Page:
Background[edit | edit source]

"Experience has taught the small grower in the developing countries that, if produce is stored, it goes bad. This has two effects: a sufficient quantity is grown to feed the family for about three or four months; immediately after harvest (sometimes before it has been dried thoroughly), when there may he a temporary glut of food and prices are low, produce is sold to traders; moreover, in many areas the farmers are in debt to the traders and any produce surplus beyond their own food requirements is immediately sold to meet accumulated debts. Thus one of the major contributory factors responsible for the economic nonviability of farming areas is the farmer's inability to handle and store food efficiently so that he can sell good quality produce when it is scarce and commands a high price. The standard of living in a rural community depends not only upon the range of foods grown, the capacity to grow in quantity, but also upon the facilities for efficient handling, drying, storage and marketing ....

"In Latin America it has been estimated that there is a loss of 25 to 50 percent of harvested cereals and pulses; in certain African countries about 30 percent of the total subsistence agricultural production is lost annually, and in areas of Southeast Asia some crops suffer losses of up to 50 percent."

Handling and Storage of Food Grains in Tropical and Subtropical Areas, FAO.[edit | edit source]

Many observers view effective farm level grain storage as an opportunity to reduce food losses and increase farm family income and security at the same time. Landless laborers may also benefit from good storage, as grain prices flatten out and in-kind wages can be protected from losses in their homes. Centralized government grain storage facilities frequently have proven to be a disappointment, suffering from poor quality control on incoming grain (with resulting high in-storage loss rates) that leads to low prices paid to the farmers. Even with smoothly functioning large-scale grain storage facilities substantial losses may have already taken place at the farm level before the grain ever reaches the centers.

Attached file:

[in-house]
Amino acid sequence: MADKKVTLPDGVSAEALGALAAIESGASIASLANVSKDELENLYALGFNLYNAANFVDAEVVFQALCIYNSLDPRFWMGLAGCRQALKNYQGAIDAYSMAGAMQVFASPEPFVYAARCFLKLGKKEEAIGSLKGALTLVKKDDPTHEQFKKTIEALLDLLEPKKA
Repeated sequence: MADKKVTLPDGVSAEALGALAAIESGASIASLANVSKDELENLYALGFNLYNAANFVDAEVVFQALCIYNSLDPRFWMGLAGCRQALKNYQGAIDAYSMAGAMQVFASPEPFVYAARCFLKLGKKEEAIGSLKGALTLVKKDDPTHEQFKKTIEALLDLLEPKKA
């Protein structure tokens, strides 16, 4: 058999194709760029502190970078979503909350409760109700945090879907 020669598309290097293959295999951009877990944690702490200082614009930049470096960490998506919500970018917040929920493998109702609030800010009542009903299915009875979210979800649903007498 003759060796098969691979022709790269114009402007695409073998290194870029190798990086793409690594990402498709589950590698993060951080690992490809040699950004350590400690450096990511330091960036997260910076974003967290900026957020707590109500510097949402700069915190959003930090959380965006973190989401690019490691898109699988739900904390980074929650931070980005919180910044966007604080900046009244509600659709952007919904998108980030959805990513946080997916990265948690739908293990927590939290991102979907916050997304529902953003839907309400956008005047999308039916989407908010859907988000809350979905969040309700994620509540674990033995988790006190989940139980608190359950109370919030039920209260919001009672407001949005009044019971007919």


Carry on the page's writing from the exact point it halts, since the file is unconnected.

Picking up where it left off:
Several studies of farm level grain storage losses in recent years have concluded that losses in the areas studied were much lower than previously supposed.[verification needed] Studies of this sort have some difficult methodological challenges to overcome, and the complete picture is not yet clear. Certainly there are farmers in some places with particular crops that are experiencing very low storage losses, while some farmers in other places are having high losses with other crops. People interested in this topic should carefully investigate the extent of local losses before launching programs.



This page includes content from David Bartecchi of Village Earth.